Parashat Shofetim 5768/ September 6, 2008
the weekly Torah reading by the faculty of
Did Solomon Break the Law of Kings?*
Dr. Gilead Sasson
Department of Talmud
This week’s reading contains the laws regarding kings, including three prohibitions that pertain to them (Deut. 17:16-17):
Moreover, he shall
not keep many horses or send people back to
The amora, Rav Aha, relates to the description given of King Solomon in the book of Kings and expresses the view that King Solomon did indeed violate the three proscriptions listed above. We quote (Jerusalem Talmud, Sanhedrin 2.6):
Rav Aha said: Solomon said, three things I violated for which I was punished: “He shall not have many wives,” for it says, “King Solomon loved may foreign women” (I Kings 11:1), … “He shall not keep many horses,” for it says, “King Solomon had four thousand stalls for horses and chariots, and twelve thousand horsemen” (II Chron. 9:25), … and “nor shall he amass silver and gold to excess,” for it is written, “the king made silver as plentiful in Jerusalem as stones” (I Kings 10:27).
Despite what Rav Aha said, if we examine the book of Kings we see that it does not censure all the king’s actions, rather only his taking many wives (I Kings 11:1-13), and regarding his having many horses and amassing much silver it makes no criticism (I Kings 10:14-29). Also II Chronicles, which takes an apologetic stand towards King Solomon,  omits only his taking many wives but sees no difficulty in mentioning his multitude of horses and silver. Quite the contrary, it sees this multiplicity as a mark of great praise for Solomon.
Why No Censure in the Bible?
Therefore we must ask whether Solomon indeed violated these two proscriptions, and if so, why does the book of Kings pass over this in silence?
In order to answer this question we must examine the
attitude of the book of Kings towards Solomon’s reign, as described in chapter
1 through chapter
Another illustration of this bias is the way Solomon’s marriage to Pharaoh’s daughter is treated in the book of Kings. This marriage is first mentioned at the beginning of Solomon’s reign (I Kings 3:1), and Scripture there makes no criticism of his act. But in chapter 11 it becomes clear that this marriage contravened the Lord’s commandments (11:1-2):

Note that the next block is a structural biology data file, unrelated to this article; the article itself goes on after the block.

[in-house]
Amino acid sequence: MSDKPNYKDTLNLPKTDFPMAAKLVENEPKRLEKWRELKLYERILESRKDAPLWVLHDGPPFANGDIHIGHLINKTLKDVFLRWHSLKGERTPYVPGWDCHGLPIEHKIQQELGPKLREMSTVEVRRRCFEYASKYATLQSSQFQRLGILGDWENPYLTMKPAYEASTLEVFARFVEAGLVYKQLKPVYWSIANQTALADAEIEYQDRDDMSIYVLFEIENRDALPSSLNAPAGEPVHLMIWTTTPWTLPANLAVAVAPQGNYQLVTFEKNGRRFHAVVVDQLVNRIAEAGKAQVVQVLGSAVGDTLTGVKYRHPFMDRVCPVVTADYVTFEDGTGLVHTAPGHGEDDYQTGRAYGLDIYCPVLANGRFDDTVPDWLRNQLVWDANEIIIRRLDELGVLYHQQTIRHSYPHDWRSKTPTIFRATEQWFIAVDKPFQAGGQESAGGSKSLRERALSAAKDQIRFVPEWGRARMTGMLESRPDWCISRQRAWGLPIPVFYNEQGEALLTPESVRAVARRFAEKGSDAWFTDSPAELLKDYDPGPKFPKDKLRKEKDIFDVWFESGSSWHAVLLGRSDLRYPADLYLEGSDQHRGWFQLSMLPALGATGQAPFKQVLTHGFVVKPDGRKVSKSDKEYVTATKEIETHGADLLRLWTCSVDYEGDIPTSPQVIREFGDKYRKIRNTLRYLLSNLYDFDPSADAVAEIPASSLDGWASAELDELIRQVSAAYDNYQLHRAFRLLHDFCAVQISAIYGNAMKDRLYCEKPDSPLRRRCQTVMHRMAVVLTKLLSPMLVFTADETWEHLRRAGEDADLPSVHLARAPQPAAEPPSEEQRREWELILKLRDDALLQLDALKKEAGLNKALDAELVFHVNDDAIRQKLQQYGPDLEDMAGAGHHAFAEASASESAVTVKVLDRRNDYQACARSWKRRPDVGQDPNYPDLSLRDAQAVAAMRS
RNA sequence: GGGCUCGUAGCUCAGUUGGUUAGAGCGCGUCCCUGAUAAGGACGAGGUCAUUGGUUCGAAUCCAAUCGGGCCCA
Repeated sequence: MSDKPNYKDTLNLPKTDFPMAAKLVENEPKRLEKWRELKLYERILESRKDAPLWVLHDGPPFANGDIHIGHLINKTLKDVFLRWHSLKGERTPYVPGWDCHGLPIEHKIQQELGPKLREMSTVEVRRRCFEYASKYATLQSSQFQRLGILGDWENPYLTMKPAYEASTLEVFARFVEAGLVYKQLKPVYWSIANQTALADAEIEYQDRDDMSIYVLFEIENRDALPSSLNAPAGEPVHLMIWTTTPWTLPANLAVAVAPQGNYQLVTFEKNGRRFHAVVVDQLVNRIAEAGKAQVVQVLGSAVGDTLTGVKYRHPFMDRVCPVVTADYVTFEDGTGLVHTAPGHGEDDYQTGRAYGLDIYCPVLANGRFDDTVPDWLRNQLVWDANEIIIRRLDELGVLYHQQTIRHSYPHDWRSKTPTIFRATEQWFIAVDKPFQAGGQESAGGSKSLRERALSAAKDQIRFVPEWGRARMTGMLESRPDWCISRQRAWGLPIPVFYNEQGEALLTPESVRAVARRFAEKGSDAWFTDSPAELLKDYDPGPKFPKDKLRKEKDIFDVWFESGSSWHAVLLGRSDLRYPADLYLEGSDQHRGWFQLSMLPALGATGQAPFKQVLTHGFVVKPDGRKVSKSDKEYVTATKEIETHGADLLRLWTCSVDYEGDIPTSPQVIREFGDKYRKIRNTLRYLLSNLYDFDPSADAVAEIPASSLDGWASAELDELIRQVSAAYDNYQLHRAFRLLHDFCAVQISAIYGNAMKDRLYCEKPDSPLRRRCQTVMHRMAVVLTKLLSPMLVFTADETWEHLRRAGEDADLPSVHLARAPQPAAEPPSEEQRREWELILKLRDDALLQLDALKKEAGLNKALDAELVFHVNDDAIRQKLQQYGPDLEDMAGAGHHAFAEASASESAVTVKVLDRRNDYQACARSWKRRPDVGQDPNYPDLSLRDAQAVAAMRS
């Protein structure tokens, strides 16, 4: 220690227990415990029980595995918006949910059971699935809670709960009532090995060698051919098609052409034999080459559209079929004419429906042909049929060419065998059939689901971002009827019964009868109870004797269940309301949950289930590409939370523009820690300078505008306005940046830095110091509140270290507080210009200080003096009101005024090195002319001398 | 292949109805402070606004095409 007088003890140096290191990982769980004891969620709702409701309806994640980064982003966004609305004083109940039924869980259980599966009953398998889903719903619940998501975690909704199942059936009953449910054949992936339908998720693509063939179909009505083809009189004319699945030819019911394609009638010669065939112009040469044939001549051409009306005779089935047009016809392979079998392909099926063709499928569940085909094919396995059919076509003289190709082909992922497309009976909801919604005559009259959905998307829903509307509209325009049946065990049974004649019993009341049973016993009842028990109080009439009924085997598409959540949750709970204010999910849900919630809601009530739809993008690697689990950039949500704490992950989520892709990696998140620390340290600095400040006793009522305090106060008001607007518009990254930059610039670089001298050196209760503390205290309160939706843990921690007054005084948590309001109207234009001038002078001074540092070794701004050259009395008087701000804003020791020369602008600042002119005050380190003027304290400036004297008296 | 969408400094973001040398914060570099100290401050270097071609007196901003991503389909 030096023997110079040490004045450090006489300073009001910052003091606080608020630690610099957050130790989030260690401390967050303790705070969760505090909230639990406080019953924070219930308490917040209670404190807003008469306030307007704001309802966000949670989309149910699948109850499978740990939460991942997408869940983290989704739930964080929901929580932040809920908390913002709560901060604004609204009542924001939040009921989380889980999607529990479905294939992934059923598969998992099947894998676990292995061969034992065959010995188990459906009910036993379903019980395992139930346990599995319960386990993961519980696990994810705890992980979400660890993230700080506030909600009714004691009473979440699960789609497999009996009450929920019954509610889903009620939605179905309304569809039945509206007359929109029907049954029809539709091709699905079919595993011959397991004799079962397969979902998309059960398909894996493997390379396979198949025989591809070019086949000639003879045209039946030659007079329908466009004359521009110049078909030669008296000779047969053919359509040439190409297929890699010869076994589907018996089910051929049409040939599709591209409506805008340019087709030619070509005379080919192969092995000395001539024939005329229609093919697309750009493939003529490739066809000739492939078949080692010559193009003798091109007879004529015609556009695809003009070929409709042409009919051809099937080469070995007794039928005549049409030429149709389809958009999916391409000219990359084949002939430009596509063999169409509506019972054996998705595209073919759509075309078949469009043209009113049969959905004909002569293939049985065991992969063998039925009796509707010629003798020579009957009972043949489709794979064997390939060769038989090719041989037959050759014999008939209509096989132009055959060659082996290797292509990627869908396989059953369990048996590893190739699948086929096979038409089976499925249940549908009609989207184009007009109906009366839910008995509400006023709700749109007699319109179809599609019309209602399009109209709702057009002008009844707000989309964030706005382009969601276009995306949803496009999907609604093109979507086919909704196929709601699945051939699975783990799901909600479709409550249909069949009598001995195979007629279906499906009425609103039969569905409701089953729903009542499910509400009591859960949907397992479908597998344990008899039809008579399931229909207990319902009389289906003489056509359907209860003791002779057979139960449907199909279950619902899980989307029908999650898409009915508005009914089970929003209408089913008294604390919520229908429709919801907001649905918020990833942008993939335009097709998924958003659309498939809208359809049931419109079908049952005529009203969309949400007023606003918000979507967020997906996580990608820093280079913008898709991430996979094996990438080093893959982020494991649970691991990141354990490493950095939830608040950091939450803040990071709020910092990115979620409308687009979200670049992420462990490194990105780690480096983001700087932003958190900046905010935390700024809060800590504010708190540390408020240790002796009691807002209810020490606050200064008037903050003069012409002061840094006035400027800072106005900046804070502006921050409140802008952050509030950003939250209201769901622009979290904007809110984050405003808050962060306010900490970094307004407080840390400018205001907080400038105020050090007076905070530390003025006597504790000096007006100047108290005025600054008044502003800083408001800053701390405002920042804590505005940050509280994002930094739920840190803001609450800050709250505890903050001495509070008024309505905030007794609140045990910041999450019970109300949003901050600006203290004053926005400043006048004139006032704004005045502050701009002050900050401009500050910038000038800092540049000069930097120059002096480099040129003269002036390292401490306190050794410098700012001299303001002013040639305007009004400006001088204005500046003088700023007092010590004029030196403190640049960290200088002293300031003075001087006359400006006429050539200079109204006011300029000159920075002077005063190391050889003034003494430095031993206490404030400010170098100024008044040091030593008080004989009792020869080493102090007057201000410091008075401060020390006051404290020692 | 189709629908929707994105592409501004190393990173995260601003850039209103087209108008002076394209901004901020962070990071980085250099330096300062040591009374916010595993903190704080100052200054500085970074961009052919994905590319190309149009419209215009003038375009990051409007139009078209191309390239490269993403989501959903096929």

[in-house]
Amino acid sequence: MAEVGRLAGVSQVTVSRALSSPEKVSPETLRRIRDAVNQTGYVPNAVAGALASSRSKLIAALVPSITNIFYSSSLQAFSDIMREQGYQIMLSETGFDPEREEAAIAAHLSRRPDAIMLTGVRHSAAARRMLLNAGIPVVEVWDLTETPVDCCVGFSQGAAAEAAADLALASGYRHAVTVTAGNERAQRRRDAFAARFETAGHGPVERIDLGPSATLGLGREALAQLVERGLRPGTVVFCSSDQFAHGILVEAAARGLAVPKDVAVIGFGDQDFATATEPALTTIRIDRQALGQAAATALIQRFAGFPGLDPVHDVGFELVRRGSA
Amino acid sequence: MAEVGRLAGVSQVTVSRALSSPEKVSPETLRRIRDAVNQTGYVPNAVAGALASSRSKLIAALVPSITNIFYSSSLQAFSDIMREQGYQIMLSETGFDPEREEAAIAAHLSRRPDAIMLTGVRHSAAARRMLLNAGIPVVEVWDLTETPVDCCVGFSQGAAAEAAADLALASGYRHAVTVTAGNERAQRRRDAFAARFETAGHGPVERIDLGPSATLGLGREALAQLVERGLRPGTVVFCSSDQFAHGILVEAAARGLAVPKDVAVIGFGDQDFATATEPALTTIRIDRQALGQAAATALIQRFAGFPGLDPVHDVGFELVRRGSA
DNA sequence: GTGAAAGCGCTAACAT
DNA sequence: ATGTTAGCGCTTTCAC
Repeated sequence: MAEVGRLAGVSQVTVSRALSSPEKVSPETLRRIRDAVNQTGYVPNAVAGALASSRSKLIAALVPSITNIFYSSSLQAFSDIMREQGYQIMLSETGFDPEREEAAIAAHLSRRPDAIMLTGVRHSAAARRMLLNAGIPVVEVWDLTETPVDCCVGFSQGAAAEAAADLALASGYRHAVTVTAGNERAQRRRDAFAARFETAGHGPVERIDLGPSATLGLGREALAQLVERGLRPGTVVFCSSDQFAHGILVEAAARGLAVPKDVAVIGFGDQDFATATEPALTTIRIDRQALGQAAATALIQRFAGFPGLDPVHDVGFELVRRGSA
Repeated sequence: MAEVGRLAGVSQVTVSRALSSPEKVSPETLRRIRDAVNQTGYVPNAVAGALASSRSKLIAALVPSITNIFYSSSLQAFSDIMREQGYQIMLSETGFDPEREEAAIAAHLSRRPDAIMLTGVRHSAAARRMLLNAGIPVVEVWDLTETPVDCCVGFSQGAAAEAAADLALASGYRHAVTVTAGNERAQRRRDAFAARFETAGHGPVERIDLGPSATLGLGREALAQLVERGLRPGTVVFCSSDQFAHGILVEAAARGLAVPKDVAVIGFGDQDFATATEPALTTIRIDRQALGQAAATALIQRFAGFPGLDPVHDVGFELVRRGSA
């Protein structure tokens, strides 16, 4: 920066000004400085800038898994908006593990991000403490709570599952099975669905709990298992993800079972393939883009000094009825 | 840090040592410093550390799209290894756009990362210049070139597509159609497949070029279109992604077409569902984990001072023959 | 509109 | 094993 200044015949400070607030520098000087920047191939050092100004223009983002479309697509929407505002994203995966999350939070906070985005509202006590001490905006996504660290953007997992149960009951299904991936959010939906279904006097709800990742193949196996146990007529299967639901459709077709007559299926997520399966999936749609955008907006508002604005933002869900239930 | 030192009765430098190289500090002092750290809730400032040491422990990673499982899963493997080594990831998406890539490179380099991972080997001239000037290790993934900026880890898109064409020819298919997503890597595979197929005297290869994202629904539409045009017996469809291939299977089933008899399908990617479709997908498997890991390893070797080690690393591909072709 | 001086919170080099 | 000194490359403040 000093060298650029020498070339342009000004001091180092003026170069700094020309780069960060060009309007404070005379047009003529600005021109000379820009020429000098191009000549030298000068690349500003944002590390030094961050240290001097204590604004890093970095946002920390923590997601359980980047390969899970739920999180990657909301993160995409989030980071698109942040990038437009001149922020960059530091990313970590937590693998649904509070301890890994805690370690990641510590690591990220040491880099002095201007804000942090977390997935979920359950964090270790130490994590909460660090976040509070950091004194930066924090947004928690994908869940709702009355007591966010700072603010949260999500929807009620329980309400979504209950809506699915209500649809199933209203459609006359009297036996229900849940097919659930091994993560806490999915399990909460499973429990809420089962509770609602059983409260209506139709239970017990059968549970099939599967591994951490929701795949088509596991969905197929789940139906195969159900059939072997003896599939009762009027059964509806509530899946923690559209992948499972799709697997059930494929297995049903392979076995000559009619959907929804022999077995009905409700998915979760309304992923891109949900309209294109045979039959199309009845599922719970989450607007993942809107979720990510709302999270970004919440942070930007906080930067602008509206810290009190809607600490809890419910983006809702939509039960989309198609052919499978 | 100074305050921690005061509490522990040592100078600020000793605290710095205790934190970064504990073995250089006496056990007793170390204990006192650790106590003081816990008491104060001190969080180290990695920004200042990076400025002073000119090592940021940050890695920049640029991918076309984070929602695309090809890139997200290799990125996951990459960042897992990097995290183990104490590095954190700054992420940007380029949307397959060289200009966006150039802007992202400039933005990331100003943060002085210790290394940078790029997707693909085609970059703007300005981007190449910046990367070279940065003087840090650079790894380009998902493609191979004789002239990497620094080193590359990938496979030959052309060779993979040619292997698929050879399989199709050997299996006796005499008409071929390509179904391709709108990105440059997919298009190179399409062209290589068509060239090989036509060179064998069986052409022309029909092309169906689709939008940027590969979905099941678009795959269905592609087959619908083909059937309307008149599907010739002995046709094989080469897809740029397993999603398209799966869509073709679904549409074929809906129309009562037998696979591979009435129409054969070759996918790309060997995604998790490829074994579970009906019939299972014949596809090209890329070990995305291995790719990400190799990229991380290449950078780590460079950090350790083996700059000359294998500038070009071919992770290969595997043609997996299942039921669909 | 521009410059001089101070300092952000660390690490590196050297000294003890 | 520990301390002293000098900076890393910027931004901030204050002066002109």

King Solomon loved many foreign women in additions to Pharaoh’s daughter – Moabite, Ammonite, Edomite, Phoenician, and Hittite women, from the nations of which the Lord had said to the Israelites, “None of you shall join them and none of them shall join you, lest they turn your heart away to follow their gods. Such Solomon clung to and loved.
Why does the book of Kings refrain from criticizing Solomon for this marriage when the event took place? As we said, such criticism would have marred the dichotomous division and the message of reward and punishment.
The View of the Rabbis
The interpretation by Rav Aha, presented above, according
to which Solomon also transgressed the proscription against having many horses
and amassing much silver and gold, illustrates the objective of several of the
Sages to break the dichotomy in the book of Kings and to emphasize Solomon’s
sins also in his days of glory. While
Rav Aha only stressed that Solomon violated the explicit prohibitions placed on
kings by the Torah, other Sages even criticized Solomon’s behavior in incidents
that involved no prohibition and that were viewed by the book of Kings as being
greatly to Solomon’s credit. Examples
can be found in the critical homilies relating to Solomon’s request in Gibeon
that he be granted wisdom, the trial of the two mothers and the dedication of
Why do these Sages mar the dichotomous structure of the book of Kings and present Solomon as being a sinner even in his time of glory? Apparently the answer lies in the difficulty in understanding the dramatic change that took place in King Solomon. How did a righteous king, who achieved such heights, unequalled by any king before or after him, at the end of his life turn in a king who was a sinner, participating in the idolatry practiced by his wives? The Sages’ criticism of Solomon serves to show that there was no turning point in his life, since he never was entirely righteous and had flaws in his reign from the outset. He ends up appearing as a unified figure, and his end as a sinner (as presented by the book of Kings) attests to his beginning. 
I have dealt with this subject at greater length in my dissertation:
Melekh ve-Hedyot – Yahasam shel Haz”al
le-Shelomo ha-Melekh, Doctoral dissertation,
 See Sarah
Yefet, Emunot ve-De’ot be-Sefer Divrei ha-Yamim,
dichotomy between the chapters is known in scholarship as "the traditional
division". For another division,
see Amos Frisch, Parashat Malkhut Shelomo be-Sefer Melakhim,
 Criticism of his request for wisdom: Solomon sought wisdom in order to obtain material profit and honor (Song of Songs Rabbah 1:9); of the trial of the mothers: Solomon actually wished to cut the live baby in half (Ecclesiastes Rabbah 10:11 ); on the dedication of the Temple: the gates of the Temple would not let him bring in the Ark of the Covenant (Shabbat 30a).
 See the discussion of whether a good person can become bad in Berakhot 28b. It should be noted that there is also an opposing trend of presenting King Solomon as lily white throughout his entire reign, even at the end of his days; see the famous homily, “Whoever says that Solomon sinned is simply mistaken” (Shabbat 56b).